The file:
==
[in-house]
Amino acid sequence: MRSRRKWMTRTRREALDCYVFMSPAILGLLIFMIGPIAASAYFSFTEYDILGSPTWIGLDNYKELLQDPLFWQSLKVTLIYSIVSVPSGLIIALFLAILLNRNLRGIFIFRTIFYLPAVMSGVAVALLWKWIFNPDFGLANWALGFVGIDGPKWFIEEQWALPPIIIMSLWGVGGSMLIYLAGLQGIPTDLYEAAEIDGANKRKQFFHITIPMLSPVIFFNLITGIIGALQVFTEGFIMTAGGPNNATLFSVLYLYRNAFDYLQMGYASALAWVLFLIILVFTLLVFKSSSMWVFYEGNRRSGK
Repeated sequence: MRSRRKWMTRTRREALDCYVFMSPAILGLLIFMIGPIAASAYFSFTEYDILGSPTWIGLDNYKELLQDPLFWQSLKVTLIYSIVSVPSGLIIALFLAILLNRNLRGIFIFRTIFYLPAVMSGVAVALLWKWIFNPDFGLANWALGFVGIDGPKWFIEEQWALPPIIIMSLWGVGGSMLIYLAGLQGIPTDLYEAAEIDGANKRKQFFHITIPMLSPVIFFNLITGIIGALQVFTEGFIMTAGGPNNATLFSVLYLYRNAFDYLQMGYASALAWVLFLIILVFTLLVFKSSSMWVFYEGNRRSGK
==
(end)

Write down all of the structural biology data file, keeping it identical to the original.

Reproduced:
[in-house]
Amino acid sequence: MRSRRKWMTRTRREALDCYVFMSPAILGLLIFMIGPIAASAYFSFTEYDILGSPTWIGLDNYKELLQDPLFWQSLKVTLIYSIVSVPSGLIIALFLAILLNRNLRGIFIFRTIFYLPAVMSGVAVALLWKWIFNPDFGLANWALGFVGIDGPKWFIEEQWALPPIIIMSLWGVGGSMLIYLAGLQGIPTDLYEAAEIDGANKRKQFFHITIPMLSPVIFFNLITGIIGALQVFTEGFIMTAGGPNNATLFSVLYLYRNAFDYLQMGYASALAWVLFLIILVFTLLVFKSSSMWVFYEGNRRSGK
Repeated sequence: MRSRRKWMTRTRREALDCYVFMSPAILGLLIFMIGPIAASAYFSFTEYDILGSPTWIGLDNYKELLQDPLFWQSLKVTLIYSIVSVPSGLIIALFLAILLNRNLRGIFIFRTIFYLPAVMSGVAVALLWKWIFNPDFGLANWALGFVGIDGPKWFIEEQWALPPIIIMSLWGVGGSMLIYLAGLQGIPTDLYEAAEIDGANKRKQFFHITIPMLSPVIFFNLITGIIGALQVFTEGFIMTAGGPNNATLFSVLYLYRNAFDYLQMGYASALAWVLFLIILVFTLLVFKSSSMWVFYEGNRRSGK